Using ultrasound, MR contrast agents can be made to blink like bicycle lights

por Lauren Dubinsky, Senior Reporter | May 02, 2018
MRI Ultrasound
As illustrated here,
the contrast agents
give off magnetic signals
Researchers at the California Institute of Technology have found a way to use ultrasound to make MR contrast agents blink like bicycle lights.

“We use ultrasound to erase our MR contrast agents because ultrasound waves are easily generated and administered to the body, and are generally safe, as known from ultrasound imaging,” Mikhail Shapiro, assistant professor of chemical engineering at Caltech, told HCB News.

New contrast agents, such as magnetic nanoparticles, can be specifically targeted to regions of interest, but they can be hard to differentiate from tissues, which emit their own MR signal. A dark patch near a tumor could be a contrast agent or it could be unrelated signal from surrounding tissue.
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The new "erasable" contrast agents have the ability to blink off on command to make them easier to spot. That will make it much easier for radiologists to read MR scans properly.

The new technology leverages nanoscale structures called gas vesicles that are naturally produced by some microbes. Since the hollow chambers of the vesicles bounce back sound waves in distinct ways, they are easy to tell apart from surrounding tissue.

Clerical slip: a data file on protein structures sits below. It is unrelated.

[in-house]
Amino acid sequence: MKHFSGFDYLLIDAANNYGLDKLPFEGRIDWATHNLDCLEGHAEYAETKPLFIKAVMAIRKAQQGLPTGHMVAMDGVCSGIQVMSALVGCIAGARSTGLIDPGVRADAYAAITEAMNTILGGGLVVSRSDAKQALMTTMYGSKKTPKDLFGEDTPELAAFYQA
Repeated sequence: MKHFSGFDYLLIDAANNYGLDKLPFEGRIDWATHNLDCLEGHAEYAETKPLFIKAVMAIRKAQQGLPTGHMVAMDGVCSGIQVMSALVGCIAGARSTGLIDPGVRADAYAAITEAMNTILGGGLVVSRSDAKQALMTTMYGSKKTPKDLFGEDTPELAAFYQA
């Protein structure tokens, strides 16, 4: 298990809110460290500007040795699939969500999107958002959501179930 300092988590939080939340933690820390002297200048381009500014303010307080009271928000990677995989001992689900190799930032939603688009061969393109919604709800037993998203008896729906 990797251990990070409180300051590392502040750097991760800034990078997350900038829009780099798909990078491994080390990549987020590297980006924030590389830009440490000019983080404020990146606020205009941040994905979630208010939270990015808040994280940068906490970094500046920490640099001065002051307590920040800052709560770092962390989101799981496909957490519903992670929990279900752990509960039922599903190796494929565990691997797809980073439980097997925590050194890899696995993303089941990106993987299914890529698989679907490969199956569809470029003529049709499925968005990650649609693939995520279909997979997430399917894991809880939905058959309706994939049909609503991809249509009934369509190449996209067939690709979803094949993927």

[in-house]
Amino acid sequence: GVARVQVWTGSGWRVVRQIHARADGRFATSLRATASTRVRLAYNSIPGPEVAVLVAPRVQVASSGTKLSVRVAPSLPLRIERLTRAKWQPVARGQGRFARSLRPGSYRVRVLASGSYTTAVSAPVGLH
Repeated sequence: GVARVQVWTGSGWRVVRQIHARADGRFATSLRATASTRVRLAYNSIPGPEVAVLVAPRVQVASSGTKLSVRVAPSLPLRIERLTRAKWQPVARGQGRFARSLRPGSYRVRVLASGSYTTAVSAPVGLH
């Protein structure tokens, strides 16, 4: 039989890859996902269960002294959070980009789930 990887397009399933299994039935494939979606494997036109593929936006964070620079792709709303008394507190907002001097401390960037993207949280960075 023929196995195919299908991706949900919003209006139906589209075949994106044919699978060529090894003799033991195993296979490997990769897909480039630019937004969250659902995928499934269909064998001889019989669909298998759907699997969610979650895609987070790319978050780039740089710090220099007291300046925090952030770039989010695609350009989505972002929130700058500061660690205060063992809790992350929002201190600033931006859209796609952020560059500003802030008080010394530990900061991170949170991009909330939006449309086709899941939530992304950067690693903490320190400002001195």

In a study published in Nature Materials, Shapiro and his team demonstrated in mice that gas vesicles can be used as MR contrast agents. They were detected in certain tissues and organs, including the brain and liver.

“This technique should work in most parts of the body. We just used the brain and liver to demonstrate the basic concept,” said Shapiro.

In addition, the gas vesicles were capable of turning off. When they were hit with ultrasound waves of high enough pressure, the cylindrical structures collapsed and their magnetic signal went out.

Past studies have shown that gas vesicles can be genetically modified to target receptors on specific cells, such as tumor cells. Groups of gas vesicles can be engineered differently, which would allow physicians and researchers to visualize two types of tissue at once.

For example, one group could be designed to target a tumor and another could stay in the blood stream to outline blood vessels.

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